These aren’t trick questions—of course they wouldn’t. Nevertheless, it’s chic today in certain quarters of the Democratic Party to disparage Presidents Clinton and Obama, who actually did those things, on the misguided pretense that criticizing the progressive past will somehow open the door to a more robust progressive future.

    Republicans rarely make that sort of mistake. They know how powerfully a historical narrative can alter the contemporary political landscape. For decades, the GOP has consistently reminded the public how Ronald Reagan cut taxes, strengthened the military and slashed government programs. They rarely focus on the taxes he raised, the nuclear-weapons programs he mothballed, or the New Deal and Great Society programs he left intact.

    The resulting narrative legacy has provided the GOP with a crucial foundation for subsequent success. By burnishing the claim that economic growth can cover the revenue lost through tax cuts, Republicans seeded the ground for future political and legislative victories. They set the stage for the Bush and Trump tax cuts of 2001, 2003 and 2017. The tale Republicans tell is the reason they often carry an edge on the economy.

    As someone who has spent the bulk of his career working in and around progressive politics, I find Democrats’ failure to grasp this core concept increasingly befuddling because it’s so self-defeating. Granted, I have a dog (or two) in the fight. But there’s no denying that Messrs. Clinton and Obama inherited flagging economies from their predecessors and handed their successors engines of prosperity. I don’t understand how anyone in the progressive community still believes there’s political upside to dismissing progressive presidential accomplishments. During the 2016 primaries, the left-wing Nation magazine ran an article titled “Note to Hillary: Clintonomics Was a Disaster for Most Americans.” On the campaign trail last year, Mr. Biden called fellow Democrats’ criticism of Mr. Obama in the Detroit debate “bizarre.”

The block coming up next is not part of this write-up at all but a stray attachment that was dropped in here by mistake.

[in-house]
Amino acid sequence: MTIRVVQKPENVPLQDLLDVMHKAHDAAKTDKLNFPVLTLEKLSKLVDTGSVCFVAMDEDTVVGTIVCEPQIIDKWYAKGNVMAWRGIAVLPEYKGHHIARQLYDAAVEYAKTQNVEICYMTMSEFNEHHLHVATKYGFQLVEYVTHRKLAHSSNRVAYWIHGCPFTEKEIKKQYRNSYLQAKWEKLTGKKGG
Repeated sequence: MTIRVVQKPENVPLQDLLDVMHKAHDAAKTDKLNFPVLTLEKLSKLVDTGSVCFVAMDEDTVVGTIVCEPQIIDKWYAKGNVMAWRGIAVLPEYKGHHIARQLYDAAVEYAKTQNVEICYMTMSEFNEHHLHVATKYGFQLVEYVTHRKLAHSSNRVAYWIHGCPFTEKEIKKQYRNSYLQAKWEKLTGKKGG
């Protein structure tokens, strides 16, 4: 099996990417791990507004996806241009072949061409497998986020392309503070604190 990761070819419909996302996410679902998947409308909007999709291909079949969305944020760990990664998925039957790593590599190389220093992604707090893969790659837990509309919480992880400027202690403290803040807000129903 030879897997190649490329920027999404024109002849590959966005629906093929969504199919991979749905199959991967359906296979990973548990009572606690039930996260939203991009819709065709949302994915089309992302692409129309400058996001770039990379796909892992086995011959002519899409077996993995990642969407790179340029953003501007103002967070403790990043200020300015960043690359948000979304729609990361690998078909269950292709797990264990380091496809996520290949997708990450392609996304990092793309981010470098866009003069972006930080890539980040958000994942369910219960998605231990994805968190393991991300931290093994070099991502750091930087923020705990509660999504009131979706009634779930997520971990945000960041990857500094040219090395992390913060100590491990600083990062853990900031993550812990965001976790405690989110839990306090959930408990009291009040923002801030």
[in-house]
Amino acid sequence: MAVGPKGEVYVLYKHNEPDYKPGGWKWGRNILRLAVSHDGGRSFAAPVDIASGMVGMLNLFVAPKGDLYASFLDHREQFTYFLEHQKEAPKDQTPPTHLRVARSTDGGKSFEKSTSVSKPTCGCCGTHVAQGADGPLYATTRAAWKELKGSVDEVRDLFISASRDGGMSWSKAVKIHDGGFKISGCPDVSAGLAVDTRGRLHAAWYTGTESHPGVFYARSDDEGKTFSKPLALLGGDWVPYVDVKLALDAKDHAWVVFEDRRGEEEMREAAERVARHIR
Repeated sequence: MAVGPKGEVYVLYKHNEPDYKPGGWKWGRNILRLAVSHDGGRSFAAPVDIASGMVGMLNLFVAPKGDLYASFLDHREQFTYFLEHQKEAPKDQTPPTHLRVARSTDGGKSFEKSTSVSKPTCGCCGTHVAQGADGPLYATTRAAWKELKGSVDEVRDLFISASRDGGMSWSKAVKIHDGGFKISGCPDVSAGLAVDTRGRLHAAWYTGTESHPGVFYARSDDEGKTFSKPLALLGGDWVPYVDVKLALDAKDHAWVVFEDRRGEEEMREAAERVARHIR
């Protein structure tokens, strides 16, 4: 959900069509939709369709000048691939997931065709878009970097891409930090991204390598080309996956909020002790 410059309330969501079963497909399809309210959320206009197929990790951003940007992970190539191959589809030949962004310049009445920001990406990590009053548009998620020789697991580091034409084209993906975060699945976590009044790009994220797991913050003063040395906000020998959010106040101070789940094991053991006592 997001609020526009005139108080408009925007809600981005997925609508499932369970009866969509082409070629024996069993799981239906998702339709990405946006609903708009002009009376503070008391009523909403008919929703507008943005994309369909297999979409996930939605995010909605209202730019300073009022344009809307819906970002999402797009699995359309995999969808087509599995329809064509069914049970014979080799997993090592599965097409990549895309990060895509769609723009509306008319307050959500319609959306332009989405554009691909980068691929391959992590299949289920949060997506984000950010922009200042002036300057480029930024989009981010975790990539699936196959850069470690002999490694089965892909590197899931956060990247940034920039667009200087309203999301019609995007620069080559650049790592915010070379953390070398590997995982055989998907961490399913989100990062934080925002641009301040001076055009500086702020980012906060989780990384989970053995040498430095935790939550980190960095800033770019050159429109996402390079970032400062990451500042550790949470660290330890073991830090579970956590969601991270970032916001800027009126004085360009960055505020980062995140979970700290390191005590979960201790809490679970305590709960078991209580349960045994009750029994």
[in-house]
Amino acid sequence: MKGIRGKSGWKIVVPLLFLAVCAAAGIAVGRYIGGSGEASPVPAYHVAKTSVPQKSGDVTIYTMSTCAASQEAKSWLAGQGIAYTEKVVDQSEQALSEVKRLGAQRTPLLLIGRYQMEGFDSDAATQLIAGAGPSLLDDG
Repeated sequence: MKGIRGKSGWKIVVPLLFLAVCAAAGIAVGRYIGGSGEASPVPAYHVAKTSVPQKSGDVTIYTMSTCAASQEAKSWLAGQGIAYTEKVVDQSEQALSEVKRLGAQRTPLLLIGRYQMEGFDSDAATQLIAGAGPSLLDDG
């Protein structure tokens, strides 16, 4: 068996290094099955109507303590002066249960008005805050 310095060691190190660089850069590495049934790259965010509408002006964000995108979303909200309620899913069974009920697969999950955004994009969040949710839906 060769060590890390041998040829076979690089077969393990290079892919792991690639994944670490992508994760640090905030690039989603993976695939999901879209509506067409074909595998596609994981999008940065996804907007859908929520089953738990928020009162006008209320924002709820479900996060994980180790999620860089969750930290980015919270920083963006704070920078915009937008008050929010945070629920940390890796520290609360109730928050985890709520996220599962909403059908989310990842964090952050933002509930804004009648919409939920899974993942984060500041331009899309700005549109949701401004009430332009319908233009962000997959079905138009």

Take the precedent that’s most frequently at issue today—the Recovery Act of 2009. Mr. Obama’s economic strategy not only prevented the Great Recession from morphing into a full-fledged depression, but sparked a record-setting recovery. The legislation he signed was far bigger than any previous stimulus bill and was as robust as Congress would allow. It was also only one part of Mr. Obama’s broader economic agenda, which included restructuring General Motors and Chrysler, investing in the early renewable energy industry, expanding healthcare coverage and stabilizing the financial system.

    Most important, the Obama administration’s comprehensive effort was a resounding success. During Mr. Obama’s tenure, the economy flipped from losing an average of 362,000 a month during his first year in office to gaining an average of 200,000 a month during his last year. Why would any progressive want to label any of that as “minimalist”?